Harold Macmillan — British politician and prime minister of the mid-20th century — is reputed to have replied to a question about what most often blows governments off course, “Events, dear boy, events”. Whether he ever said it and, if so, to whom, is disputed but no matter — if he didn’t say it, he should have.
And it’s ‘events’ that make the oil industry so mesmeric for investors — the opportunity to coin in profit from far flung parts of the world, or watch as a solid bet evaporates before your very eyes.
Five years ago, the share price of Gulfsands Petroleum was around £3.50 as it cheerfully produced 19,000 b/d and progressed new facilities — in Syria. Today the same shares will cost you 5 pence and the firm is looking for farm-out partners for its modest assets in Morocco, and cautioned just last week that: “The Group has material work obligations that must be completed under its various exploration contracts/licences and if these obligations are not met the Group may be forced to forfeit both its interest in these contracts/licences and any sums of restricted cash lodged with host governments as guarantees for our performance of the minimum work obligations.”
A notional border away, companies operating in northern Iraq got a fillip as the Kurdistan Regional Government (KRG) pledged to use revenues from its independent sales of crude out of Ceyhan to resume regular payments to producers. In the wake of the news, the shares of London-listed Gulf Keystone rose by 17pc, with shares in Norway’s DNO jumping by 13pc, and those in London-listed independent Genel up by 12.5pc. Alas, the spike was just that, and the companies’ market capitalisations are still down by 50+pc on the year, presumably as investors remember that Baghdad regards the exports as illegal and as the pipeline becomes a pawn in Turkey’s renewed conflict with Kurdish rebels of the PKK. One thing you are never short of in relations between Iraq, Turkey, and the Kurds of various stripes is ‘events’.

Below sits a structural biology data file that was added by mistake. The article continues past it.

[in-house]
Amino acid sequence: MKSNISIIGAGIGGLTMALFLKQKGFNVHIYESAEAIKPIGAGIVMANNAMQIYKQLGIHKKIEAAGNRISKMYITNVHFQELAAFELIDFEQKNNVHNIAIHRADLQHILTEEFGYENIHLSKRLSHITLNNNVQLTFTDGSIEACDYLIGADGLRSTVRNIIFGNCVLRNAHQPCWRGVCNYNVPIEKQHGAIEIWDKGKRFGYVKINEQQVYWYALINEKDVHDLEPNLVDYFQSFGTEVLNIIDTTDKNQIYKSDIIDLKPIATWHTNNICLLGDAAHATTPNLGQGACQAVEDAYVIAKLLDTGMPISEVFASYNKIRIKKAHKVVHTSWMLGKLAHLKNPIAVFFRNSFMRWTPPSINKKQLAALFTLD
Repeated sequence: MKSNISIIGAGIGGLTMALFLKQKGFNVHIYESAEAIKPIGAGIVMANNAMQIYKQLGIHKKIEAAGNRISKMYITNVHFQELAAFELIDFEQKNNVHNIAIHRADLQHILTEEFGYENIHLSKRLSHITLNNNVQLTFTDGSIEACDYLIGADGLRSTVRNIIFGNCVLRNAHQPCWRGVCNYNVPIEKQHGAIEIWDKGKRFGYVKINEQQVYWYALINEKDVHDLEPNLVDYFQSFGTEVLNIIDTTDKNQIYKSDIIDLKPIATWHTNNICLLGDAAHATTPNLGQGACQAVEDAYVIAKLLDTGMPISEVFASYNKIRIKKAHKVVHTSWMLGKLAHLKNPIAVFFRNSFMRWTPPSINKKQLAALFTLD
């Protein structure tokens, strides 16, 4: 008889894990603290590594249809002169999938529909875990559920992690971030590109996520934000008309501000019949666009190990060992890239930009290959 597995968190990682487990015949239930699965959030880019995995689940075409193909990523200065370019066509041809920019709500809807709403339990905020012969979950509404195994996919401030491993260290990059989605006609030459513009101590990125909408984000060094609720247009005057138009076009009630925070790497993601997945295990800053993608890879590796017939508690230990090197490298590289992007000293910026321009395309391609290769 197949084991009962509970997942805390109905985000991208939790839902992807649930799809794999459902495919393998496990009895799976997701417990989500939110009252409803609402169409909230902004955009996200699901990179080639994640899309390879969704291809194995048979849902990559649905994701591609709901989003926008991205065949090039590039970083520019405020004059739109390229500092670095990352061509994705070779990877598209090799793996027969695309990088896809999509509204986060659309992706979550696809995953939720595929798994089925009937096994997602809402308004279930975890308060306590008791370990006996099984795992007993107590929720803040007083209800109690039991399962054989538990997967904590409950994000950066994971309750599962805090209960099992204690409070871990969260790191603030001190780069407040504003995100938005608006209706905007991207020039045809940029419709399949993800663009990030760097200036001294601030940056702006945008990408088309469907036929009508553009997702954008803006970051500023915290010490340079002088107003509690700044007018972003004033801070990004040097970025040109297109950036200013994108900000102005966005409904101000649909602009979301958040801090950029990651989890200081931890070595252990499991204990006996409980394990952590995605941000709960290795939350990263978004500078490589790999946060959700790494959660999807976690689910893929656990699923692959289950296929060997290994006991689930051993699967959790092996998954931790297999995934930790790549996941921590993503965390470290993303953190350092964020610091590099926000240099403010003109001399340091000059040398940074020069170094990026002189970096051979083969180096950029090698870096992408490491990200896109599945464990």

In west Africa, Nigerian oil industry success story Afren went into administration after a series of ‘events’ that included a payments scandal and sacking of the chief executive and chief financial officer, slashing of reserve estimates, and bond interest payment default — all against the background of tumbling oil prices. Nigeria needs another hero. Let’s see if Oando can play the role with second-quarter production up at 57,000 boe/d from 4,500 boe/d a year before as it digested a slew of ConocoPhillips assets.
In central Asia, Tethys Petroleum saw the planned sale of half its Kazakh assets to a Chinese private equity buyer collapse in May, leaving it unable to finance its obligations for the next 12 months. Talks with a locally-owned consolidator look to have stalled. But one person’s misfortune is another’s opportunity and a takeover by London-listed Kazakhstan producer Nostrum is now a real possibility.
It’s only vendors of snake oil who offer guaranteed results. Bismarck’s advice to the powerful is more likely to ensure success: “A statesman… must wait until he hears the steps of God sounding through events, then leap up and grasp the hem of His garment.”
For more information, please contact OilBlog@argusmedia.com